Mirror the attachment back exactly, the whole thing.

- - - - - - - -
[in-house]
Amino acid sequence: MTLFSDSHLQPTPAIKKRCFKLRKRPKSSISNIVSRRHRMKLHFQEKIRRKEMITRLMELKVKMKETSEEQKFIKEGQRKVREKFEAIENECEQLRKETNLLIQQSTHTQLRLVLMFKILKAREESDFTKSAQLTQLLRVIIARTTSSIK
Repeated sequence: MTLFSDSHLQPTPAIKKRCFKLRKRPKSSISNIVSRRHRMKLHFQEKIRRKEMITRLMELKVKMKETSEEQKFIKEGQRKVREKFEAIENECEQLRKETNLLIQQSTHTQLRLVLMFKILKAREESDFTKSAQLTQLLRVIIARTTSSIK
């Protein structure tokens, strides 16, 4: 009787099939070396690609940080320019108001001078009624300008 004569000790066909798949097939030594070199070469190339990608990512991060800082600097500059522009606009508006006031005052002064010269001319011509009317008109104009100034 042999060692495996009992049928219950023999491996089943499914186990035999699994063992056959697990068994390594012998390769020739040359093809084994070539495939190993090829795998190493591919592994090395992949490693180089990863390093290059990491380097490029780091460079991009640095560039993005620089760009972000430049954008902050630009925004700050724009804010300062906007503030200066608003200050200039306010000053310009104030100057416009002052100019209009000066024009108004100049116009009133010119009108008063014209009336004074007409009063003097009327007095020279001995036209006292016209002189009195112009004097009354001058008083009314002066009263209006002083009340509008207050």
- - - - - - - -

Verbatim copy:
[in-house]
Amino acid sequence: MTLFSDSHLQPTPAIKKRCFKLRKRPKSSISNIVSRRHRMKLHFQEKIRRKEMITRLMELKVKMKETSEEQKFIKEGQRKVREKFEAIENECEQLRKETNLLIQQSTHTQLRLVLMFKILKAREESDFTKSAQLTQLLRVIIARTTSSIK
Repeated sequence: MTLFSDSHLQPTPAIKKRCFKLRKRPKSSISNIVSRRHRMKLHFQEKIRRKEMITRLMELKVKMKETSEEQKFIKEGQRKVREKFEAIENECEQLRKETNLLIQQSTHTQLRLVLMFKILKAREESDFTKSAQLTQLLRVIIARTTSSIK
């Protein structure tokens, strides 16, 4: 009787099939070396690609940080320019108001001078009624300008 004569000790066909798949097939030594070199070469190339990608990512991060800082600097500059522009606009508006006031005052002064010269001319011509009317008109104009100034 042999060692495996009992049928219950023999491996089943499914186990035999699994063992056959697990068994390594012998390769020739040359093809084994070539495939190993090829795998190493591919592994090395992949490693180089990863390093290059990491380097490029780091460079991009640095560039993005620089760009972000430049954008902050630009925004700050724009804010300062906007503030200066608003200050200039306010000053310009104030100057416009002052100019209009000066024009108004100049116009009133010119009108008063014209009336004074007409009063003097009327007095020279001995036209006292016209002189009195112009004097009354001058008083009314002066009263209006002083009340509008207050």